“I am inclined to believe the Republican operation in 1968 relates in two ways to the Watergate affair of 1972,” Rostow wrote. He noted, first, that Nixon’s operatives may have judged that their “enterprise with the South Vietnamese” – in frustrating Johnson’s last-ditch peace initiative – had secured Nixon his narrow margin of victory over Hubert Humphrey in 1968.
“Second, they got away with it,” Rostow wrote. “Despite considerable press commentary after the election, the matter was never investigated fully. Thus, as the same men faced the election in 1972, there was nothing in their previous experience with an operation of doubtful propriety (or, even, legality) to warn them off, and there were memories of how close an election could get and the possible utility of pressing to the limit – and beyond.”
Rostow apparently struggled with this question for the next month as the Watergate scandal continued to expand. On June 25, 1973, fired White House counsel John Dean delivered his blockbuster Senate testimony, claiming that Nixon got involved in the cover-up within days of the June 1972 burglary at the Democratic National Committee. Dean also asserted that Watergate was just part of a years-long program of political espionage directed by Nixon’s White House.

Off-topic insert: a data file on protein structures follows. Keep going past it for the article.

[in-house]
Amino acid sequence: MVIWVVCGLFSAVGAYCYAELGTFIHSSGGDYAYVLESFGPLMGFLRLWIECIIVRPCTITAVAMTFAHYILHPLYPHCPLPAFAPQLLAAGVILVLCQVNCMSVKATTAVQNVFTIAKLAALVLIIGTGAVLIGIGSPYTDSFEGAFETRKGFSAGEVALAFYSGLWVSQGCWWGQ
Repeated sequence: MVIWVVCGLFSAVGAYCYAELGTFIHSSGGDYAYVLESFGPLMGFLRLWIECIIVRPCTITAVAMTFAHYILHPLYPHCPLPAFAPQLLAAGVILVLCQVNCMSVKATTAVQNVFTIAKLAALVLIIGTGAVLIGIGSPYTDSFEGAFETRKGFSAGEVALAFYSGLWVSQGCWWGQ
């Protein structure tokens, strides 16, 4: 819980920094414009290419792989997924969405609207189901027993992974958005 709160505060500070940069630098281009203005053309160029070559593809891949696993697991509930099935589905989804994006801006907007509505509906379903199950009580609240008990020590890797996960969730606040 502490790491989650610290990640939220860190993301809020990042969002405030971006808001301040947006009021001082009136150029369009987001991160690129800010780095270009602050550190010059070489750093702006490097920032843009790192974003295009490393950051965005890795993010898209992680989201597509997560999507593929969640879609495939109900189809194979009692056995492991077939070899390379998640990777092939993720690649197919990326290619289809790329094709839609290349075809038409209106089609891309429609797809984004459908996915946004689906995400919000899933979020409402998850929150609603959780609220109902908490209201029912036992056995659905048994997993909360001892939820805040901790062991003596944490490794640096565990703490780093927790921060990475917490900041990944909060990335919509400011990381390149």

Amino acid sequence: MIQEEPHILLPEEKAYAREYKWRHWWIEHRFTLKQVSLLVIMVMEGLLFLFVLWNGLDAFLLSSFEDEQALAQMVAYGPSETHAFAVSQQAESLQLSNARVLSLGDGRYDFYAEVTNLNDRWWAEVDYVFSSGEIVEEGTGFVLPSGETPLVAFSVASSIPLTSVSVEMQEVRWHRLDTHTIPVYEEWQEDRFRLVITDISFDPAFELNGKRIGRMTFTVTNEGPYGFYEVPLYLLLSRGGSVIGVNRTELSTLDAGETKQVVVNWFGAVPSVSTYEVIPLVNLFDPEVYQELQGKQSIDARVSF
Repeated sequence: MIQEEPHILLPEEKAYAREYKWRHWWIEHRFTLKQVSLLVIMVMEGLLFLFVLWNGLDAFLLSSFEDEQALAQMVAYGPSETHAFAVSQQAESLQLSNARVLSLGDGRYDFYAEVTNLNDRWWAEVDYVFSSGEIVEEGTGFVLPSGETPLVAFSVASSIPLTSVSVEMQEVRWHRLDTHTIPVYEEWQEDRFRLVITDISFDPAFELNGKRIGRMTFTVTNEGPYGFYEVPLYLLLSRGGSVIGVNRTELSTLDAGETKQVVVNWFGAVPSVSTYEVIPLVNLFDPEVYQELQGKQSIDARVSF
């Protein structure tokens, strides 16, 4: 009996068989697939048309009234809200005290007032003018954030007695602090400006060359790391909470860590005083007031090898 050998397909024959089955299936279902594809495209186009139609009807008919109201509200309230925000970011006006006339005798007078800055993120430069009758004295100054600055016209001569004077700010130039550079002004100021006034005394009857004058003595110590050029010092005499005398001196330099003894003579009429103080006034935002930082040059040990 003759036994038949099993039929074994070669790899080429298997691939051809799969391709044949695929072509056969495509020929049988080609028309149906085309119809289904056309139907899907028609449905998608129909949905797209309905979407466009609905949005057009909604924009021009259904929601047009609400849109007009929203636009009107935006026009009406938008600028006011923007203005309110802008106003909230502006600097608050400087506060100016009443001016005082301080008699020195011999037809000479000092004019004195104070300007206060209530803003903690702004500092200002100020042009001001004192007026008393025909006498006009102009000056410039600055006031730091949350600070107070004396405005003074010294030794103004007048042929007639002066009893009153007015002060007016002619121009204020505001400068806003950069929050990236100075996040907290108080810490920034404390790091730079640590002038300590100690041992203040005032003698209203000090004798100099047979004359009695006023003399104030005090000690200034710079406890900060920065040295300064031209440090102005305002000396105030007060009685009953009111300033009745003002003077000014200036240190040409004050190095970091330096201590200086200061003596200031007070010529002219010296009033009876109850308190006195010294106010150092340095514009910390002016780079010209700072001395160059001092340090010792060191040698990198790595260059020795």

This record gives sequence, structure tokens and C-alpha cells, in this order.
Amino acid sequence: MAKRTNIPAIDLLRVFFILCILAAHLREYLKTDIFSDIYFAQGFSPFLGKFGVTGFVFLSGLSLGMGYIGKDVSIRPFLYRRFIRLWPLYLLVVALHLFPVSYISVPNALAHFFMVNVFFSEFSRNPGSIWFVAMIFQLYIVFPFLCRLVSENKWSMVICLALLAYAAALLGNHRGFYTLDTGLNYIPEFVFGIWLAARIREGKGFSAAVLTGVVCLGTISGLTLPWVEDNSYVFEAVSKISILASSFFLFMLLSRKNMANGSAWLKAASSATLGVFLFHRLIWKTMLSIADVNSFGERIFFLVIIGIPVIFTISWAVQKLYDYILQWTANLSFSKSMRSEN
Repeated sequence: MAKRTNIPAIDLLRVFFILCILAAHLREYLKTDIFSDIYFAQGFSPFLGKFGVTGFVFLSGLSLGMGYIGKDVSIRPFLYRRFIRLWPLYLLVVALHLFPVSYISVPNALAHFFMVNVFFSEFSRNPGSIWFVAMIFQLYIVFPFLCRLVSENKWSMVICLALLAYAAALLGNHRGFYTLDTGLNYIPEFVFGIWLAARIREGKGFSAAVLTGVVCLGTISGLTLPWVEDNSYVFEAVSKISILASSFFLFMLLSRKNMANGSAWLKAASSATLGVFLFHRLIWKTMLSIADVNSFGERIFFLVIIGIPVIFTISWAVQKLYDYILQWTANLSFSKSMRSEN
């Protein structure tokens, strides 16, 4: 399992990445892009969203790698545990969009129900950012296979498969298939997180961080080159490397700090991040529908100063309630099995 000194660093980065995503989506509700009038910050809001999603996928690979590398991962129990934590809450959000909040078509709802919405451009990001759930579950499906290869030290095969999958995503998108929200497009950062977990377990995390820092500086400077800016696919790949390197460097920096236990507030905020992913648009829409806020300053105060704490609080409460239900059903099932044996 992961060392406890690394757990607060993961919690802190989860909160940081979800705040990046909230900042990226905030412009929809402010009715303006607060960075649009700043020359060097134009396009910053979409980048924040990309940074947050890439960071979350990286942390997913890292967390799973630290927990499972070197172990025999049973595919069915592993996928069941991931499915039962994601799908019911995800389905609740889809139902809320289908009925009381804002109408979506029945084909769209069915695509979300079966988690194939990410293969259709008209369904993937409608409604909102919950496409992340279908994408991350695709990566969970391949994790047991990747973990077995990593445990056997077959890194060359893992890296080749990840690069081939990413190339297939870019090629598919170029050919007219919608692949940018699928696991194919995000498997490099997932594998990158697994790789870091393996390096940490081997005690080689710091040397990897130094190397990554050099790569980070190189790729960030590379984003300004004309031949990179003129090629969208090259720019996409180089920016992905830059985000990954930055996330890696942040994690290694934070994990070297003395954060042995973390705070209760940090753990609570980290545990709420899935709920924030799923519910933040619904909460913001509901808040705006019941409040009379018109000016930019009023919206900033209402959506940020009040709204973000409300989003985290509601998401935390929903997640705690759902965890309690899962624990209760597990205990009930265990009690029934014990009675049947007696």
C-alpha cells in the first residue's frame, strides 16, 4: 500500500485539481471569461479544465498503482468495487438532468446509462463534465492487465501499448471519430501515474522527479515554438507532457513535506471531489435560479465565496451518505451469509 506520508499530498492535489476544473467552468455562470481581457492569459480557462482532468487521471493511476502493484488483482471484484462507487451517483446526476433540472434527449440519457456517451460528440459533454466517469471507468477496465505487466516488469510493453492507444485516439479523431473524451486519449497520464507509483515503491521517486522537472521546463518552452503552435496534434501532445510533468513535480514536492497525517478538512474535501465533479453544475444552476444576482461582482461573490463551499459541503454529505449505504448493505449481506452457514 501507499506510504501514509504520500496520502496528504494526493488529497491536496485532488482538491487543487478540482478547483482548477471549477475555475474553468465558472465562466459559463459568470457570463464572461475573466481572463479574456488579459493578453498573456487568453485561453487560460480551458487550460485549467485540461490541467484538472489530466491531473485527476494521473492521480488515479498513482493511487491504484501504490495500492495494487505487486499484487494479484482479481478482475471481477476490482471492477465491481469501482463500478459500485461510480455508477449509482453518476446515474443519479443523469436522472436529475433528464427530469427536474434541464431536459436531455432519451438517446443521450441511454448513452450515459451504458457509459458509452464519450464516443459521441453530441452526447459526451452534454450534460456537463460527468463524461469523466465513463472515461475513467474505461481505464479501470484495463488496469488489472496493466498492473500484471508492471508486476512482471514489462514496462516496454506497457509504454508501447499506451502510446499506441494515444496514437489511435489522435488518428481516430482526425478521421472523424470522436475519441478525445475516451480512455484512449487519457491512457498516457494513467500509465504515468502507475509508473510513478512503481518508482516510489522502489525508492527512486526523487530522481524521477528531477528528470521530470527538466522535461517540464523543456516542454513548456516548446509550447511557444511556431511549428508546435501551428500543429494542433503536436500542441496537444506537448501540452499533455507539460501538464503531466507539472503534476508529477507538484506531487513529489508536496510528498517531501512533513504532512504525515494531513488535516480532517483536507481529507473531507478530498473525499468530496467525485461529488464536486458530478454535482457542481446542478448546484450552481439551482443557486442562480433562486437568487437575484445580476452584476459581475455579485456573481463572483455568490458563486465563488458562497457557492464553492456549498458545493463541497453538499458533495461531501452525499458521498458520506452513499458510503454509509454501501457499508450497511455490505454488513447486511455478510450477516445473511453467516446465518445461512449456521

The very next day, as headlines of Dean’s testimony filled the nation’s newspapers, Rostow reached his conclusion about what to do with “The ‘X’ Envelope.” In longhand, he wrote a “Top Secret” note which read, “To be opened by the Director, Lyndon Baines Johnson Library, not earlier than fifty (50) years from this date June 26, 1973.”
Ultimately, however, the LBJ Library didn’t wait that long. After a little more than two decades, on July 22, 1994, the envelope was opened and the archivists began the process of declassifying the contents.
Since the audiotapes from many of Johnson’s phone conversations have also been declassified, it is now possible to overlay the information that Johnson had from the FBI wiretaps upon his conversations with Nixon and other principals and thus get a fuller sense of the high-stakes drama.
Yet, Rostow’s delay in releasing “The ‘X’ Envelope” had other political consequences. Since the full scope of Nixon’s political intelligence operations were not understood in 1973-74, Washington’s conventional wisdom adopted the mistaken lesson that “the cover-up is worse than the crime.” What wasn’t understood was how deep Nixon’s villainy may have gone.
Copyright of Robert Parry. May not be reprinted without permission of the author.